When I was interviewing the chef who was our instructor at the cooking course we recently took, I asked a serendipitous question– I asked him what he’s been cooking lately. When he told me he’s been experimenting with cheese, I got very enthusiastic, so he offered to show the class how to make fresh mozzarella.

I love the idea of fresh, chewy mozzarella, but I’m often disappointed. You know what I’m talking about right? Those balls that have the consistency and flavour of wet tissue paper. This homemade mozzarella is nothing like that. It melts beautifully and is slightly chewy, but it has real, lovely, milky taste. I can’t wait to try it again!  I’m having slight word burnout, so I thought I’d give you a series of photos to go with the recipe instead of a lot of description or a story. It’s long, so jump in ahead! It was our first time making cheese, and while the process wasn’t too tough, I’m a little nervous about when we make it on our own. Any experienced mozzarella-makers out there have any tips? Recipe and LOTS of photos after the jump.

Vanity compels me to inform you that most of the hands you see in the following photos aren’t mine or Carlo’s.  Our hands were busy with the camera when these photos were taken!

Fresh Mozzarella

4 litres milk (not ultra-pasteurized, and not homogenized. 2% is good)
1 1/4 cup cool water (chlorine free)
1 1/2 tsp. citric acid (you can get this at health-food stores. It’s a powder)
1/4 rennet tablet (or 1/4 tsp. liquid rennet)– Rennet is available from Danlac in Alberta, or try New England Cheesemaking. They also have great instructions,FAQs, tips and troubleshooting on the latter.
1 tsp. cheese salt (this is non-iodized salt–iodine interferes with the cheesemaking. If you can find salt with no iodine in it, this is an optional ingredient. You could add herbs as well/instead)

large steel bowl
large pot wide enough to comfortably hold your steel bowl (if you can’t get these two items to fit together, see step #4)
thermometer
colander
slotted spoon (preferably metal)
long knife (or use the handle of a metal spoon, if it’s thin)
microwaveable bowl (you don’t need this if you’re not using a microwave, but that’s the technique we learned, so…)
rubber gloves (optional. I didn’t use them, but the cheese is HOT!)

1. Fill large pot with several inches of water and put it over high heat to boil.
2. Dissolve the rennet into 1/4 cup cool water. Stir and set aside.
3. Mix citric acid into remaining 1 cup of water, and pour citric acid mixture into your bowl. Add the milk, stirring well to combine with citric acid solution.
4. Place the steel bowl over the pot and heat to 90 F, while stirring. (This is essentially creating a double-boiler effect, but if you don’t have a bowl the right size, do it right in the pot. Just be careful and monitor the temperature closely, stirring a lot.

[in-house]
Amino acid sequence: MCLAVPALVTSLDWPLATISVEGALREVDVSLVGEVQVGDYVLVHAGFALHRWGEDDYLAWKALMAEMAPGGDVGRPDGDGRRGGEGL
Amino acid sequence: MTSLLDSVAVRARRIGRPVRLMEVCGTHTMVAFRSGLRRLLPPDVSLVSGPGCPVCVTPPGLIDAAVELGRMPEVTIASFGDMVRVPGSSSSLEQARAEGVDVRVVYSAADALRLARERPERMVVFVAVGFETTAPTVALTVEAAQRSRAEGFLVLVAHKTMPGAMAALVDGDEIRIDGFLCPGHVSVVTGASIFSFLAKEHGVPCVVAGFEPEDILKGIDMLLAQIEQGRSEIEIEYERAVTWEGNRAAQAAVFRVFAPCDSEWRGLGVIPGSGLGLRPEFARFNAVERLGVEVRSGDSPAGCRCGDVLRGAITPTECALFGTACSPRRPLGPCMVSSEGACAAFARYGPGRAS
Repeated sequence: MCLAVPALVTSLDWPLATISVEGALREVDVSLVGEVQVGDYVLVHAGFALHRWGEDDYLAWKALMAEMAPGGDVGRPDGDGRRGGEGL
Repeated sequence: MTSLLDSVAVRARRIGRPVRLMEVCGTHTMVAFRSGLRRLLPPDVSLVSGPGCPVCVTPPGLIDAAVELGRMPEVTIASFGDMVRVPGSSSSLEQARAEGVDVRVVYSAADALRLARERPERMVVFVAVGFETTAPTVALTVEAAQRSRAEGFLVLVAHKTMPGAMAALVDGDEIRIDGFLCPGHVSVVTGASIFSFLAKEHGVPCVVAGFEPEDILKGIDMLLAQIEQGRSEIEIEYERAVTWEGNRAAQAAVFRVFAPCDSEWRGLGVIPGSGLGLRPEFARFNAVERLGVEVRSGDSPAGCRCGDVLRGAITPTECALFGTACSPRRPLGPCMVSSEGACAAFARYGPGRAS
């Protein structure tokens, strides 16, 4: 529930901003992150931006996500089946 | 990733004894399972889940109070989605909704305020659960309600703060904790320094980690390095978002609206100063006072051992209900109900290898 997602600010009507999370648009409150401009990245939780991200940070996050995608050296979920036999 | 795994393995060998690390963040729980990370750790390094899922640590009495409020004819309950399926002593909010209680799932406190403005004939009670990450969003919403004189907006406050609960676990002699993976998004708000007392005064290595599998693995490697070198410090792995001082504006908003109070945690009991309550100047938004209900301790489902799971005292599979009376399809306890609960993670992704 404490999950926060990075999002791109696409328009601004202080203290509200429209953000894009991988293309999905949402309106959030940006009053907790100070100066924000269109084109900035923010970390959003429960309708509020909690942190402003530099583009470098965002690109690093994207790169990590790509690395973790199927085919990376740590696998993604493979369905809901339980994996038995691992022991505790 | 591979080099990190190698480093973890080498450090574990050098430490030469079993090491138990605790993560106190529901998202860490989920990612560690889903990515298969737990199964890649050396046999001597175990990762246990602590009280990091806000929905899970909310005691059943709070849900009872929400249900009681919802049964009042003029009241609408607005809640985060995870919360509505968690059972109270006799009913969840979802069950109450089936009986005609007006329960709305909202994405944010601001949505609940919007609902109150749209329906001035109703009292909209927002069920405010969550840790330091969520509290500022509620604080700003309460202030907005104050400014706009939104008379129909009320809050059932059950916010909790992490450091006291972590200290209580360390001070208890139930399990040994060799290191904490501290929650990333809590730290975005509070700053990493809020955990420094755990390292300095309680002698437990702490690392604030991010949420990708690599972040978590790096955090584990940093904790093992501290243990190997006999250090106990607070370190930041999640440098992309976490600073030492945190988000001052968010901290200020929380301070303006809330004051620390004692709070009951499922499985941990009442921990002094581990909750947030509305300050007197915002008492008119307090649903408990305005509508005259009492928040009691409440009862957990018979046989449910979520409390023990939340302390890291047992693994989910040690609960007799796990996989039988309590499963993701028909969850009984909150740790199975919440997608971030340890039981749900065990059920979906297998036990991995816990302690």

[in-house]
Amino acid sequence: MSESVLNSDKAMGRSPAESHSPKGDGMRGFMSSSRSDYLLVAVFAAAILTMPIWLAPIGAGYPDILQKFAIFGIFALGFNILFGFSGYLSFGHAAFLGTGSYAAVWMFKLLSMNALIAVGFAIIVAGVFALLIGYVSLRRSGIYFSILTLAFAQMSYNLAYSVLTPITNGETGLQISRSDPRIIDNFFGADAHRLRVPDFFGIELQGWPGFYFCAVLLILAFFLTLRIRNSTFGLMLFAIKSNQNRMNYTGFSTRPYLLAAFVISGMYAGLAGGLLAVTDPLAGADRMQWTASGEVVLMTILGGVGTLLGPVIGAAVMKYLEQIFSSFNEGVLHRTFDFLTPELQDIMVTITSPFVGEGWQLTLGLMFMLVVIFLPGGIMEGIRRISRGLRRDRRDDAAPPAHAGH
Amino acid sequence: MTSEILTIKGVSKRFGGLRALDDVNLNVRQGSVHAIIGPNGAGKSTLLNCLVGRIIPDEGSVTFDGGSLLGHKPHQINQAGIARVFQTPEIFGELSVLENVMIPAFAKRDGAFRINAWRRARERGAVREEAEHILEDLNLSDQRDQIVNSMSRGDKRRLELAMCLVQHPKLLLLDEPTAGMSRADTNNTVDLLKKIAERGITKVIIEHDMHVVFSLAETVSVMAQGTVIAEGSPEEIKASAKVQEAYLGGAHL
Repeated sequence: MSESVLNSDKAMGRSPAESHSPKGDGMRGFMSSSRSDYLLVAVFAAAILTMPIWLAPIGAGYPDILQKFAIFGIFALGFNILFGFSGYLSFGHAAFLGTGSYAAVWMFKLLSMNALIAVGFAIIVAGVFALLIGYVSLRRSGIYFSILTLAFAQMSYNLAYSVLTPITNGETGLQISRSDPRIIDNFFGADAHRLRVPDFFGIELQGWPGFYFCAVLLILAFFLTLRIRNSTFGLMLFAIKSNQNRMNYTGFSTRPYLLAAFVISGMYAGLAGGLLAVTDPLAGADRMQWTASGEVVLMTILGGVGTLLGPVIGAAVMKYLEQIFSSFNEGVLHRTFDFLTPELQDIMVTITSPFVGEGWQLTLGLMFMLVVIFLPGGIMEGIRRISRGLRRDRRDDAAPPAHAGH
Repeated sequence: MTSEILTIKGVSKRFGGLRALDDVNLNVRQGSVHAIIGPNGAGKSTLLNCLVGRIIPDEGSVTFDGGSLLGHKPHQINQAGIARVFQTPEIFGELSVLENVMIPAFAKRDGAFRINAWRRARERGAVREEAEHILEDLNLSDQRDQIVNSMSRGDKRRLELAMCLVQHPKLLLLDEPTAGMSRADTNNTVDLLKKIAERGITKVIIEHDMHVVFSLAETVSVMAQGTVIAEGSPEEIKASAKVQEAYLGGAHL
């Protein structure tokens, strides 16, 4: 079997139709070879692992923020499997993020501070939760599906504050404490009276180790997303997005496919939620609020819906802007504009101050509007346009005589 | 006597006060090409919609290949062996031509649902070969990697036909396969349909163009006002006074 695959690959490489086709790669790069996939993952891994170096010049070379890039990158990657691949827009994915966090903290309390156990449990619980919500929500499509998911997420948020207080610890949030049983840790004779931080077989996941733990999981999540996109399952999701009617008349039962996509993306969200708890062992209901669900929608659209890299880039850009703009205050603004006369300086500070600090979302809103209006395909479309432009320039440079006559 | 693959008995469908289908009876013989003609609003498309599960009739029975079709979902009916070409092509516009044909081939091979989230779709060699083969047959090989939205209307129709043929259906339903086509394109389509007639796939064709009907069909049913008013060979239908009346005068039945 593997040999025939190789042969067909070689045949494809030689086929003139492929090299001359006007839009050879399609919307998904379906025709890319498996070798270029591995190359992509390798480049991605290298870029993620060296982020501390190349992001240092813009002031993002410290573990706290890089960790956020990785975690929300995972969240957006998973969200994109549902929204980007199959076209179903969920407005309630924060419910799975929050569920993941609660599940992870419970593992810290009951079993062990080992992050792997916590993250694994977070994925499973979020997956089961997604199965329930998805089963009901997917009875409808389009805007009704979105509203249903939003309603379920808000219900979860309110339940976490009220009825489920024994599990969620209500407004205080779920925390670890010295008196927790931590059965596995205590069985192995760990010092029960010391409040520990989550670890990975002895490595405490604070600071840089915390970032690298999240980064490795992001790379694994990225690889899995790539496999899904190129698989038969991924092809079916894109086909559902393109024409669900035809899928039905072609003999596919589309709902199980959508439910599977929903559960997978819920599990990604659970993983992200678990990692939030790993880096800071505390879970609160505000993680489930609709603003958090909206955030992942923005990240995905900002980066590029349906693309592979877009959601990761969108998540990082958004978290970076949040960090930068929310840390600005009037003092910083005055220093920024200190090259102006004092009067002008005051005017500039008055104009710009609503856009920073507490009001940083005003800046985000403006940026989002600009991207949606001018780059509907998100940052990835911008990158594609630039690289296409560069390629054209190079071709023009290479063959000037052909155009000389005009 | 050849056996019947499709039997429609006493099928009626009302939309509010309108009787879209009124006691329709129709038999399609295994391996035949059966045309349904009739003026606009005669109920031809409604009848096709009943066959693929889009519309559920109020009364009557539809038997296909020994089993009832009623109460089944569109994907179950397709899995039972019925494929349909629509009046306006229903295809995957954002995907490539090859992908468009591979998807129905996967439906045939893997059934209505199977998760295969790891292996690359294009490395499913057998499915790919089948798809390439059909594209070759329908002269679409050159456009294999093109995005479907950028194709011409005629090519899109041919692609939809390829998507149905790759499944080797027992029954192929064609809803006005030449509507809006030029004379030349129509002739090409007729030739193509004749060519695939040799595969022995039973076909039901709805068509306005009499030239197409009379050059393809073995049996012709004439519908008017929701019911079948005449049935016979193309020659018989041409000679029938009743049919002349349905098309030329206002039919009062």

5. When the milk reaches 90 F, remove it from the heat and slowly stir in the rennet solution, using a gentle up and down motion. Do this for about 30 seconds.

6. Cover the milk/rennet solution and don’t disturb it for 10 minutes.
7. Check your curd, stick your hand into it and gently pull up. The curd should split gently, like a soft custard, and you should be able to see a separation between curd and whey (the yellowy liquid that separates). If your curds are too soft and/or your whey too milky, let the curd set for a few more minutes.


8. Cut the curd into cube-like shapes with a knife or the narrow end of a metal spoon. We cut straight in, holding the spoon vertically, first from left to right, then from top to bottom. Then we angled the spoon sideways and cut through the curd horizontally at a couple depths to form cubes.


9. Put the cut curds back on the heat, and slowly and gently move them around while heating them to 105 F.

10. Take curds off the burner and keep stirring them for a few more minutes (longer=firmer cheese). Then pour the curds and whey through a colander to separate them (do this GENTLY, but separate as much whey as possible without pressing the curds a lot). If you want, you can store the cheese in the whey later. To do this, salt the whey well and set it aside with a few ice cubes in it to cool it down.

11. Transfer the curds to a microwaveable bowl, and put them in the microwave (on HI) for one minute. Now is when you’re going to want rubber gloves, if you’re using them.
12. Remove the bowl and drain the whey again, this time gently pulling the curds together into a single piece.

13. Microwave again for 30 seconds. Drain again. Knead the cheese together into a single mass (this is just like kneading bread), then pull it out and try stretching it. If it breaks instead of pulls, it’s not hot enough (it must be 135 F). Microwave for another 30 seconds, if necessary.


14. When the cheese is hot and stretchy, add your salts and work them in. Then begin stretching. Work it until it is smooth and shiny. Don’t go too long or it’ll get too firm.


15. Knead the cheese into a smooth shiny lump. I used the same technique as I do for forming dinner rolls, stretching the dough into a smooth belly on top by pulling it into itself at the bottom. Does that make sense?

16.To cool the cheese, drop it into ice water or the salted whey you set aside earlier. It can be stored in the fridge this way, or wrap it in plastic wrap when it’s cool. It’s ready to eat after it has cooled.

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